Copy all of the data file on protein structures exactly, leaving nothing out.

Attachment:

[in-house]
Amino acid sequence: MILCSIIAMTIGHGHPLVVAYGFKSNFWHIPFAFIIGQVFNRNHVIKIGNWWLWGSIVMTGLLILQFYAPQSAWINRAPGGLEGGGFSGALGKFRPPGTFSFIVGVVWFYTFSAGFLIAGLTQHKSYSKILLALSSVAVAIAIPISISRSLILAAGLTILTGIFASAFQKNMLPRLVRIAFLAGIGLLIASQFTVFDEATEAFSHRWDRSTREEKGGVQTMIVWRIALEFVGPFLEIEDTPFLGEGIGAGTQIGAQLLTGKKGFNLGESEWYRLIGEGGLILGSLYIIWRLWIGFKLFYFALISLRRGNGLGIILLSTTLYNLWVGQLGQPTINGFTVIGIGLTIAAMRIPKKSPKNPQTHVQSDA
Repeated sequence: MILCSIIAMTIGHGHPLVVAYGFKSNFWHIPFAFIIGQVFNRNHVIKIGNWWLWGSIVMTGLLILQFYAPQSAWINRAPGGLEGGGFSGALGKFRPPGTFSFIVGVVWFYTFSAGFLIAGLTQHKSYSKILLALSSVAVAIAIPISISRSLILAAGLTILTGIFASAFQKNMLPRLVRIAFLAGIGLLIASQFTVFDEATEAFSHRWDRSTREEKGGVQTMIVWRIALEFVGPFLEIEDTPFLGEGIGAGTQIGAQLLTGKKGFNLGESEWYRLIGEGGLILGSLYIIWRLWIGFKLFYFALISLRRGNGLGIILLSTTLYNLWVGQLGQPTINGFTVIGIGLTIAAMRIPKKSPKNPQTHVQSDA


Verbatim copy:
[in-house]
Amino acid sequence: MILCSIIAMTIGHGHPLVVAYGFKSNFWHIPFAFIIGQVFNRNHVIKIGNWWLWGSIVMTGLLILQFYAPQSAWINRAPGGLEGGGFSGALGKFRPPGTFSFIVGVVWFYTFSAGFLIAGLTQHKSYSKILLALSSVAVAIAIPISISRSLILAAGLTILTGIFASAFQKNMLPRLVRIAFLAGIGLLIASQFTVFDEATEAFSHRWDRSTREEKGGVQTMIVWRIALEFVGPFLEIEDTPFLGEGIGAGTQIGAQLLTGKKGFNLGESEWYRLIGEGGLILGSLYIIWRLWIGFKLFYFALISLRRGNGLGIILLSTTLYNLWVGQLGQPTINGFTVIGIGLTIAAMRIPKKSPKNPQTHVQSDA
Repeated sequence: MILCSIIAMTIGHGHPLVVAYGFKSNFWHIPFAFIIGQVFNRNHVIKIGNWWLWGSIVMTGLLILQFYAPQSAWINRAPGGLEGGGFSGALGKFRPPGTFSFIVGVVWFYTFSAGFLIAGLTQHKSYSKILLALSSVAVAIAIPISISRSLILAAGLTILTGIFASAFQKNMLPRLVRIAFLAGIGLLIASQFTVFDEATEAFSHRWDRSTREEKGGVQTMIVWRIALEFVGPFLEIEDTPFLGEGIGAGTQIGAQLLTGKKGFNLGESEWYRLIGEGGLILGSLYIIWRLWIGFKLFYFALISLRRGNGLGIILLSTTLYNLWVGQLGQPTINGFTVIGIGLTIAAMRIPKKSPKNPQTHVQSDA